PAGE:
Putting cost calculations in perspective
Online education providers say university and college clients considering developing MOOCs as a long-term strategy need to think about the economies of scale gained and how long courses can last before the content gets out of date.
“That happens for a course on the latest techniques in artificial intelligence more often than a course in ancient Greek heroes,” says Rebecca Whitehead, product manager of academics at Campus Management. A school could develop a singular course, invest $50,000 or $100,000 for an online deliverable, and then deliver it to 30,000 or 40,000 students for two or three years.
The right MOOC business model will vary by institution, she says. A few of Campus Management’s clients have experimented with MOOCs, primarily junior colleges and private institutions, and their investment has been moderate, she says—as opposed to the $400,000 investment that MIT has reportedly made. Still, the schools Campus Management is aware of have invested “upward of $100,000, primarily in relief time for faculty,” she says. “It hasn’t been in technology.”
Costs for clients of SAS have varied widely, says Emily Baranello, senior director of the education practice. The initial infrastructure investment can be pricey, although it varies by factors such as bandwidth. “Is it going to be a positive experience for students if they try to get on and don’t have the connectivity? If this crashes the first time they offer one, the reputation of the MOOC and the reputation of the university [are] at stake,” she says.
If a school is planning on having 10,000 students take a MOOC, administrators should ensure the “pipe” is big enough and that there is enough infrastructure to support the students, Baranello says. In addition, as students quickly sign in, the school must have enough servers and IT staff to support the large number of students and their help desk requests.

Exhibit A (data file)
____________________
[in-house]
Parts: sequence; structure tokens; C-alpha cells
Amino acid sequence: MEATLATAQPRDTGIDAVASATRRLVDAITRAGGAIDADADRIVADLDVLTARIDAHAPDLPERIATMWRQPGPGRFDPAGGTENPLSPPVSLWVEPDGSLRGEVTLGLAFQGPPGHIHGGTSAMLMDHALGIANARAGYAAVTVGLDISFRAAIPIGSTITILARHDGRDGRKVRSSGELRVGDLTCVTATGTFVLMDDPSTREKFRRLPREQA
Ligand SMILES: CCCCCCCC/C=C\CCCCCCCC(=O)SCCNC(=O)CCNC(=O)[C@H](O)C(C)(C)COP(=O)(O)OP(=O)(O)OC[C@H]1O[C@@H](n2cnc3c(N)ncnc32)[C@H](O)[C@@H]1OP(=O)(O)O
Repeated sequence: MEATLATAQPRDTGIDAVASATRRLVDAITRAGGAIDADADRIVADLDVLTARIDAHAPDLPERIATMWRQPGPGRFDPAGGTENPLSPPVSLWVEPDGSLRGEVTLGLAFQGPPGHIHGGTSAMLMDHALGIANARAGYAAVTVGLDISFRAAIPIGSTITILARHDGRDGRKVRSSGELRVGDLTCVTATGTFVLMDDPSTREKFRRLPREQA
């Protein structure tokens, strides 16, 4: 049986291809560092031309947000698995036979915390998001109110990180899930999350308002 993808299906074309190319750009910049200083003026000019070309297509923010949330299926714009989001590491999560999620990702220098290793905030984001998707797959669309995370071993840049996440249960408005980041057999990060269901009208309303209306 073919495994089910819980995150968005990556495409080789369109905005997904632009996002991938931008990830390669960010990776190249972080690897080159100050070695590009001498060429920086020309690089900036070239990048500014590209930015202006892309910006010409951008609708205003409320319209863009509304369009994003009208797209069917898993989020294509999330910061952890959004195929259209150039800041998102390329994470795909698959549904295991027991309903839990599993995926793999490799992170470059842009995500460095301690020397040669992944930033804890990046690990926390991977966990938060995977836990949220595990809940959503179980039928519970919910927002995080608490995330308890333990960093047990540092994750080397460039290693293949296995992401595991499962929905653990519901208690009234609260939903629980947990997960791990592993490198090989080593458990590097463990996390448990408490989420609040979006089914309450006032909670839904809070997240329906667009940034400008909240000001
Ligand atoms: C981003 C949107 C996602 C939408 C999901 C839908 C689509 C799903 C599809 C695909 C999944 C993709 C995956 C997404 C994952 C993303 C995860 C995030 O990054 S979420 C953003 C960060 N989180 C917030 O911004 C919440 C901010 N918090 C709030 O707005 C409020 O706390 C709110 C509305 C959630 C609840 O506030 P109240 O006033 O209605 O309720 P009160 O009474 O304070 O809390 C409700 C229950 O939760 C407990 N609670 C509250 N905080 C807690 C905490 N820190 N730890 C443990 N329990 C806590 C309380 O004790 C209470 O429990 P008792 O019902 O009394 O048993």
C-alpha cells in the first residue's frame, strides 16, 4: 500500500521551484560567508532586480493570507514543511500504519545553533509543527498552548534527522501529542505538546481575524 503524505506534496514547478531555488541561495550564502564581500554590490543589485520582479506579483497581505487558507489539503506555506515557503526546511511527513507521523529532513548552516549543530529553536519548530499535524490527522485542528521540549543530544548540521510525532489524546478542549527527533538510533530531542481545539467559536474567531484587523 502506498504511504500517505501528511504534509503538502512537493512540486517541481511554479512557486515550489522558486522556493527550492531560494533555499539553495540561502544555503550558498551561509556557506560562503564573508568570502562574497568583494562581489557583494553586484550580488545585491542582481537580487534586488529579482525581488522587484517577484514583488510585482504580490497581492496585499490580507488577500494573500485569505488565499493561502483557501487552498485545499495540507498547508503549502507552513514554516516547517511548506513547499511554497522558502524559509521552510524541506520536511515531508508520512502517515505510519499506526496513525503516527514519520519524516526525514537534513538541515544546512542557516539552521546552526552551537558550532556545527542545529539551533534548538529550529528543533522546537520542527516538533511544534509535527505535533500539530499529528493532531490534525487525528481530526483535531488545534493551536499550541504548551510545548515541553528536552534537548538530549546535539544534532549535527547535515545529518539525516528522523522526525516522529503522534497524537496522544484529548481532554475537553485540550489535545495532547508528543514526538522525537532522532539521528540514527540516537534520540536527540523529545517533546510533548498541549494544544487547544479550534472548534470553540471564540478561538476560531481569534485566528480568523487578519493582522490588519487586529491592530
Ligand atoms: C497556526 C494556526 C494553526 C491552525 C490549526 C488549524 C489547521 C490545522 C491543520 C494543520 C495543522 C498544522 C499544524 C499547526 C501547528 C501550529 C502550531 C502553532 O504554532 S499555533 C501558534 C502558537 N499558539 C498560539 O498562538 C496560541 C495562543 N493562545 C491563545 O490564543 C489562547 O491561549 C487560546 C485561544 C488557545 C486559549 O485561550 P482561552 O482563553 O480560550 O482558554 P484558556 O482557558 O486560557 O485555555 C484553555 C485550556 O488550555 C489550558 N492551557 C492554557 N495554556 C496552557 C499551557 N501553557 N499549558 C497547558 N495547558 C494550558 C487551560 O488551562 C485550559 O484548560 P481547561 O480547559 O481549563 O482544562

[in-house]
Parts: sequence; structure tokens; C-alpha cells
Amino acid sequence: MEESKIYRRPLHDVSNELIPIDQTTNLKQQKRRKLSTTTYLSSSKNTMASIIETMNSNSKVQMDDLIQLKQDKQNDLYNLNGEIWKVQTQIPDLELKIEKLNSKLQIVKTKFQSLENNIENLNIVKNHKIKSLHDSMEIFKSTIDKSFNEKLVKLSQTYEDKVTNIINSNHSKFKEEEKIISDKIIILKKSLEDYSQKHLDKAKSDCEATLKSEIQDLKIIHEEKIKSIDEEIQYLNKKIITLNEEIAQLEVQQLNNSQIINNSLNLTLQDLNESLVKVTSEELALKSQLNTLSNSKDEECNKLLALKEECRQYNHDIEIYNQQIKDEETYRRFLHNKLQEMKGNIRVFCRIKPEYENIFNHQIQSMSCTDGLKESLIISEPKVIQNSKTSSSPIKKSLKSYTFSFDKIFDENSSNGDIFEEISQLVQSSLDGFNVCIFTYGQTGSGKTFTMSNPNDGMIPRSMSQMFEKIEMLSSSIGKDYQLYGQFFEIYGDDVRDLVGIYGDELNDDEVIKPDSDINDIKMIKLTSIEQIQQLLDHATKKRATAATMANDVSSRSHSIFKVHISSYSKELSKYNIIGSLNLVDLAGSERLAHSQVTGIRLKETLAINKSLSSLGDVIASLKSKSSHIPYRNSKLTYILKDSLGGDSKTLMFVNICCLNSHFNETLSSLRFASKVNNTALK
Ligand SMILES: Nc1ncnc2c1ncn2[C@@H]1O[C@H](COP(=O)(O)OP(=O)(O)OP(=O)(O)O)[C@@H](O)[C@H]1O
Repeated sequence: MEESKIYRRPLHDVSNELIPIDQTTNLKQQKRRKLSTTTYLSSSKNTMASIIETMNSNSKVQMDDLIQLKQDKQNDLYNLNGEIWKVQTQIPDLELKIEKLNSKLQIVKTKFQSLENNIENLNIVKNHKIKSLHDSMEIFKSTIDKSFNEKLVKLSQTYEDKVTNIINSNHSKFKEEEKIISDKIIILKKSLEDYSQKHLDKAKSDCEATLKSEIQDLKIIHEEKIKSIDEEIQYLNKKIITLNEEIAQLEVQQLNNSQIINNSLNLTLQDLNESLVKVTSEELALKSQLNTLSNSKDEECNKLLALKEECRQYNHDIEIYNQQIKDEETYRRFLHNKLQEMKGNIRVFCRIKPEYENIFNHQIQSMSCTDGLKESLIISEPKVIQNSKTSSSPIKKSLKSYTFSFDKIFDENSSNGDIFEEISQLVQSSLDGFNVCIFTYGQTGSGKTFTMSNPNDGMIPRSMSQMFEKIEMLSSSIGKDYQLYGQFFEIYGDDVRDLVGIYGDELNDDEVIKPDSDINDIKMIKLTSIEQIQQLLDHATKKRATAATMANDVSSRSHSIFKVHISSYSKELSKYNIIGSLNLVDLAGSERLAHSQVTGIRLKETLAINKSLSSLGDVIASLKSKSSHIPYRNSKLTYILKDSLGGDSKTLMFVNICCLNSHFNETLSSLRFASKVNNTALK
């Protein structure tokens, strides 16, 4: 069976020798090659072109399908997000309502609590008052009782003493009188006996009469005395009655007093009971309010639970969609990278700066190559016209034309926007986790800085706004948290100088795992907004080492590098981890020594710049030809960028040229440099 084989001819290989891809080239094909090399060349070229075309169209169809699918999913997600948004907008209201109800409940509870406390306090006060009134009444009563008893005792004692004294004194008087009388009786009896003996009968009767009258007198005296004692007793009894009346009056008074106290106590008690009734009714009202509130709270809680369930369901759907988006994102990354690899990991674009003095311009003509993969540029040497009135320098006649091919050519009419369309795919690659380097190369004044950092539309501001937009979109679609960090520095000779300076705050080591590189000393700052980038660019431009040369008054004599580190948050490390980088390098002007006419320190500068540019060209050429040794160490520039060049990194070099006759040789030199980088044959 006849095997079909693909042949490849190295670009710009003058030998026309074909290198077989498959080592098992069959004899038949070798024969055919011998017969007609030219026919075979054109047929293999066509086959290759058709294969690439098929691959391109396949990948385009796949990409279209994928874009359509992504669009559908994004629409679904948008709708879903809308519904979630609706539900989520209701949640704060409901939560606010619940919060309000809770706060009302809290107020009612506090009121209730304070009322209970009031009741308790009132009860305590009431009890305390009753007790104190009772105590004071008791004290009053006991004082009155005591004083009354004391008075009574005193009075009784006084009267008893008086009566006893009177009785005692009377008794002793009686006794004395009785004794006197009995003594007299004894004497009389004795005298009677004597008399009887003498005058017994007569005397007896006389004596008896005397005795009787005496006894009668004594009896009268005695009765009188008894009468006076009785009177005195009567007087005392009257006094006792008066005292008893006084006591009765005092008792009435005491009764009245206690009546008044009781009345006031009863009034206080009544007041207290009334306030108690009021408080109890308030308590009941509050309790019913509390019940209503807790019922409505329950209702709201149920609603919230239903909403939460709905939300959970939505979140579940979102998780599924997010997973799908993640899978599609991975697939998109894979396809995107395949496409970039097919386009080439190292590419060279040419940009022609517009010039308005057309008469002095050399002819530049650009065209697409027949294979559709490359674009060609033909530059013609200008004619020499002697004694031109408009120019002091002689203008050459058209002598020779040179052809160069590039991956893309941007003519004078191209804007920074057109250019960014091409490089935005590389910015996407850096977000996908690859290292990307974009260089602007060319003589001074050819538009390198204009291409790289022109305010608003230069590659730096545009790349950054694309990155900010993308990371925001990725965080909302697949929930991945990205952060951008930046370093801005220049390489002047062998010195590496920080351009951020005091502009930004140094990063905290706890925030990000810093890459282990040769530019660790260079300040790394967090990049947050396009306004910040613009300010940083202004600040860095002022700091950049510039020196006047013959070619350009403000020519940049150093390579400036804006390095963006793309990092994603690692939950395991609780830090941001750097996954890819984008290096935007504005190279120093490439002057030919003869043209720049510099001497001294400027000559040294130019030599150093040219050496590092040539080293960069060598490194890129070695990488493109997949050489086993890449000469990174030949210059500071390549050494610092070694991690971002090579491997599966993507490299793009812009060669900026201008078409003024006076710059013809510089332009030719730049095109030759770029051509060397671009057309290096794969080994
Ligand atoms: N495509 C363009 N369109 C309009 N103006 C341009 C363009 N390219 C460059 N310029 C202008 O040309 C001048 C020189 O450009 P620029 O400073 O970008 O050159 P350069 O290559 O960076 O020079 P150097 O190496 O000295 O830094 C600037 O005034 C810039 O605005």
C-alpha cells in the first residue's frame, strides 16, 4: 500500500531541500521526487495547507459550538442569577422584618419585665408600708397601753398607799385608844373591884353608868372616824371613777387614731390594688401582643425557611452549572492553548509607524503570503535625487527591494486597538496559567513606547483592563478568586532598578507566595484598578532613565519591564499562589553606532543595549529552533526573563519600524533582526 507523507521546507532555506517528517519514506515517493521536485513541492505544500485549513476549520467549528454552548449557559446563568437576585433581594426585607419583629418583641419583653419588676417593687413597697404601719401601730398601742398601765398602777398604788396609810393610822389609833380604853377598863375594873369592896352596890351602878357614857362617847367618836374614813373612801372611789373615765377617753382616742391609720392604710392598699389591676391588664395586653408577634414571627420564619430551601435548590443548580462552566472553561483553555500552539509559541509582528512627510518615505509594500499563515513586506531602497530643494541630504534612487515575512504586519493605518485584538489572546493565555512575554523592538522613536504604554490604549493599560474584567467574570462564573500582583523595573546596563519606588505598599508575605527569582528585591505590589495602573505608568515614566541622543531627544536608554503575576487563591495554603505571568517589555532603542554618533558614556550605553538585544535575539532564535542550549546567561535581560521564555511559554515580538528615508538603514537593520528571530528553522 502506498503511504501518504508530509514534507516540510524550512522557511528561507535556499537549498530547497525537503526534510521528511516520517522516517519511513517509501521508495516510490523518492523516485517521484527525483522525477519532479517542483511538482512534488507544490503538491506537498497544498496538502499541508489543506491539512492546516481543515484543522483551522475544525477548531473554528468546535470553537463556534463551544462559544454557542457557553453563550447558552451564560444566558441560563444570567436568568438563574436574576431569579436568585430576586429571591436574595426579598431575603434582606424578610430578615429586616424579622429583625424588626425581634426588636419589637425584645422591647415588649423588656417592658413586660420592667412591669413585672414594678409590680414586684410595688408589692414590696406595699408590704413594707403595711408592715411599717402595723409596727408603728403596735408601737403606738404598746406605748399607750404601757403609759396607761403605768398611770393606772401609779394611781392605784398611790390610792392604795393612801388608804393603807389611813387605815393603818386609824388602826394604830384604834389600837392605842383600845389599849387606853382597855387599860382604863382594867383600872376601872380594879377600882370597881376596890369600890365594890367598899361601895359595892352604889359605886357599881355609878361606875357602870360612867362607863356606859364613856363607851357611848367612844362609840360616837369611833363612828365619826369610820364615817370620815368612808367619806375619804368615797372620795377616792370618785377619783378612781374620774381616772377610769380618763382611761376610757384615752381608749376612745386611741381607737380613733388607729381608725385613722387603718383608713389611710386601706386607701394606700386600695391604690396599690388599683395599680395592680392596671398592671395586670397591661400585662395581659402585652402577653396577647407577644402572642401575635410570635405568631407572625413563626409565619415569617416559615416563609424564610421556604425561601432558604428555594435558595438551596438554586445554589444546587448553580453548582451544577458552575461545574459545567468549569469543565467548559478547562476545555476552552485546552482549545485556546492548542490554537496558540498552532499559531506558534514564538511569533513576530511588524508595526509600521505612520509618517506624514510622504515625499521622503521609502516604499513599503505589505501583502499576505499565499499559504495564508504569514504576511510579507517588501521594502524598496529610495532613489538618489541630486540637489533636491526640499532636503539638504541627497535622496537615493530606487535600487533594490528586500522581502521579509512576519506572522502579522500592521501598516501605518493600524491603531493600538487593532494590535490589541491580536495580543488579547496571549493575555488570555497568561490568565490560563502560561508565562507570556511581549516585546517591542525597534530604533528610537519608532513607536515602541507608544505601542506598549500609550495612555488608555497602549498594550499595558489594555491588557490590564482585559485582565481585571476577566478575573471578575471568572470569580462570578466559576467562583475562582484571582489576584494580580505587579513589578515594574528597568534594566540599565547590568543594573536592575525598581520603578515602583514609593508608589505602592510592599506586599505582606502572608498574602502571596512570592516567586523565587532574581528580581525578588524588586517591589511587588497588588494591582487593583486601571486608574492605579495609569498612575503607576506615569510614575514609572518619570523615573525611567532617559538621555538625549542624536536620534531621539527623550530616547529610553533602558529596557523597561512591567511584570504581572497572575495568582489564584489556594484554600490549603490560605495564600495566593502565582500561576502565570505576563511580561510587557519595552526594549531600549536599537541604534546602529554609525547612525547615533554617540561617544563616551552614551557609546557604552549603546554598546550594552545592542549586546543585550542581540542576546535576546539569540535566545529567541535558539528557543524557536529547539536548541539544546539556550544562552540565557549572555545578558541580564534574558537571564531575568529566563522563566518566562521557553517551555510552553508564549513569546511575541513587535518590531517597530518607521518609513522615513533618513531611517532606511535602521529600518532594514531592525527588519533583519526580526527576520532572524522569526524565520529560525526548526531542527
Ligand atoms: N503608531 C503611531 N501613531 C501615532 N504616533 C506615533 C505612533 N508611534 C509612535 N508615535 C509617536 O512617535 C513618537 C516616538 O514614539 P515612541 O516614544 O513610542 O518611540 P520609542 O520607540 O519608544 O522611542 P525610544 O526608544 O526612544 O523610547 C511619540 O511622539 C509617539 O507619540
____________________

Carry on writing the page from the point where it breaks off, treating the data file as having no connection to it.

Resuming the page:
The main focus in terms of ROI seems to be students enrolling in paid courses afterward, but schools are also concerned about completion rates, Baranello says.
“At the end of the day, do universities want to take $6,000 from a student who makes it through two classes, and that’s it?” she says. “We want to make sure we get the right types of students in the right programs. Universities are being very cognizant of that.”
Jenzabar hasn’t had any clients setting up full-blown MOOCs. Some, however, have gone live with what Rick Tomlinson, head of academic solutions, calls “mini-MOOCs” that serve as introductory courses and are used as a recruiting tool to engage students.
In calculating costs, Tomlinson says schools should add up professors’ time and/or remuneration, subscription costs for the MOOC platform, marketing and advertising, and any additional staff time.
Hard-dollar ROI isn’t easy to calculate at this point, says Sam Burgio, vice president and general manager at Jenzabar. “From a ‘soft’ point of view, it’s about general advertising and exposure.” He suggests asking: Does it help with our alumni? Does it bring interest from a donor? Do the promotions bring more exposure for our brand? “So much effort right now is still going into pushing the value and the accessibility versus really evaluating the costs and the success rate,” Burgio says.